By Kennedey Conaway
Baltimore Watchdog Staff Writer
Animal owners say they’re experiencing separation anxiety as they comply with new drop-off procedures at their local vet clinics.
Veterinary hospitals are instituting social distancing precautions during the COVID-19 pandemic for the protection of the animal owner and veterinary staff. Vet techs now pickup animals from their owner’s car while they wait for them to be treated.
“Some owners have a real hard time letting their babies go without them,” said Rick Paynter, a veterinarian at Owings Mills Veterinary Center. “They have extreme anxiety until we bring them back out to them.”
For some, this new process feels similar to picking up food from the local Chick-fil-A. Pet owners arrive at their appointment, park, and check-in by calling the front desk. The pet owner is identified by the model of their car, and the number pinned at the parking spot. A technician then picks up the pet from the vehicle and takes it inside to be treated by the vet.
Without their owners, some animals get overwhelmed in a new environment without the human they know best.
“Lola has separation anxiety,” said Christa Loving, a pet owner from Old Court Veterinary Hospital. “So it’s recommended she takes trazodone before her appointment.”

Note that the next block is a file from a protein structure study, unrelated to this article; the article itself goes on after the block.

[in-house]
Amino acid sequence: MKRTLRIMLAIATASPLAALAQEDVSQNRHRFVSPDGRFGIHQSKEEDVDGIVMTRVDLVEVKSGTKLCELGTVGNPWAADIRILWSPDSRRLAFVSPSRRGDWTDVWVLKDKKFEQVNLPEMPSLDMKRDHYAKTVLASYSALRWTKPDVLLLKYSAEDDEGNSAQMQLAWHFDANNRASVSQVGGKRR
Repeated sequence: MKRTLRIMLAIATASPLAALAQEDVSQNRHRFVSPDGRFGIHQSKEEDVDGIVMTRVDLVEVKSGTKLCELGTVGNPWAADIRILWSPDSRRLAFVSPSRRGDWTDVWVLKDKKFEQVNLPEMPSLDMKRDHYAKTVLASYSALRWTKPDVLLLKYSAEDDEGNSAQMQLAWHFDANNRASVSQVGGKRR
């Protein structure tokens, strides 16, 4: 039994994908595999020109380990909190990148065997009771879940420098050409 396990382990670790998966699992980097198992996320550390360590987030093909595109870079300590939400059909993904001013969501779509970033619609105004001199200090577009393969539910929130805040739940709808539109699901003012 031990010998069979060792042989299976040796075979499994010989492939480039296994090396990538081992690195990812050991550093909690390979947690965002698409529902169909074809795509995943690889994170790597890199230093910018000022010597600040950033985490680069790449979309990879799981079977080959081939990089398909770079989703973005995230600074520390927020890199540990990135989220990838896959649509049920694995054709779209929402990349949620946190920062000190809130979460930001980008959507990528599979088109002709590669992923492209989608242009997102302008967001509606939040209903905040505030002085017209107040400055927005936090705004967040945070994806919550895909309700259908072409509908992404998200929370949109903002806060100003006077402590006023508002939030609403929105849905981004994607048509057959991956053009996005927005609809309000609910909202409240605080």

Lola is a one-year old German Shepherd who visits the hospital regularly for shots and check-ups. Loving prefers the normal way of visiting the hospital for the emotional safety of her dog.
“I was okay,” Loving said. “I was just nervous she was away from me for so long.”
Animals aren’t the only ones with anxiety, pet owners get anxious waiting for the veterinarian’s diagnosis and results. And curbside may take more time than an ordinary appointment. There are extra steps and more safety guidelines to enforce.
“What normally would take 15 minutes now takes 30, and what normally takes 30 minutes, now takes 45 to 60 minutes,” Paynter said.
Other pet owners like the new changes. Breon Williams, a pet owner from Northwestern Animal Hospital, took his puppy King to the vet for the first time. They had a smooth appointment without any problems. Williams was impressed by the behavior or his six-month-old puppy.
“I have no complaints,” Williams said. “It actually felt faster because I don’t have to get out of my car.”
This new process also calls for new equipment to enforce social distancing.
“We have embraced technology even more than before since COVID-19,” Paynter said. “Our x-ray technology allows us to email images to the client and we can discuss them with them.”
Vet hospitals are video chatting with pet owners using Airvet. This app allows veterinarians to discuss appointments and important information face to face with pet owners. It’s also used for surgeries to keep pet owners updated on how their animals are doing.